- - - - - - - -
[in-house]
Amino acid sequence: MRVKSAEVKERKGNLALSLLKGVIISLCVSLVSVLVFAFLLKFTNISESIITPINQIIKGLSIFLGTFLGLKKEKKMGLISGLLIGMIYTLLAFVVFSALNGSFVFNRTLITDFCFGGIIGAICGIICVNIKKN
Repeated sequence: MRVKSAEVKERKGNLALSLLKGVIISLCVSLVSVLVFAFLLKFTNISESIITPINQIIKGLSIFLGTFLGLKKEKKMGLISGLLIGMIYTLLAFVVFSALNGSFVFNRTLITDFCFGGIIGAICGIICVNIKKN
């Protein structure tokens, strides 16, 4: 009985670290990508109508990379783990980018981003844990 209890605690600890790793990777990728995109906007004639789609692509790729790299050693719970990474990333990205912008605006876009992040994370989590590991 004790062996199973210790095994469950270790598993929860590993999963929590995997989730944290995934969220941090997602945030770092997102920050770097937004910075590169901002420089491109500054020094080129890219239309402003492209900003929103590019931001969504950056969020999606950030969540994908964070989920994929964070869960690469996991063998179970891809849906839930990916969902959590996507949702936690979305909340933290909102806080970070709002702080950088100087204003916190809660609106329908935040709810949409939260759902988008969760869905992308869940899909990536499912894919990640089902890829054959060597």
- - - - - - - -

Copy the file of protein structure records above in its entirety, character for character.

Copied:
[in-house]
Amino acid sequence: MRVKSAEVKERKGNLALSLLKGVIISLCVSLVSVLVFAFLLKFTNISESIITPINQIIKGLSIFLGTFLGLKKEKKMGLISGLLIGMIYTLLAFVVFSALNGSFVFNRTLITDFCFGGIIGAICGIICVNIKKN
Repeated sequence: MRVKSAEVKERKGNLALSLLKGVIISLCVSLVSVLVFAFLLKFTNISESIITPINQIIKGLSIFLGTFLGLKKEKKMGLISGLLIGMIYTLLAFVVFSALNGSFVFNRTLITDFCFGGIIGAICGIICVNIKKN
């Protein structure tokens, strides 16, 4: 009985670290990508109508990379783990980018981003844990 209890605690600890790793990777990728995109906007004639789609692509790729790299050693719970990474990333990205912008605006876009992040994370989590590991 004790062996199973210790095994469950270790598993929860590993999963929590995997989730944290995934969220941090997602945030770092997102920050770097937004910075590169901002420089491109500054020094080129890219239309402003492209900003929103590019931001969504950056969020999606950030969540994908964070989920994929964070869960690469996991063998179970891809849906839930990916969902959590996507949702936690979305909340933290909102806080970070709002702080950088100087204003916190809660609106329908935040709810949409939260759902988008969760869905992308869940899909990536499912894919990640089902890829054959060597």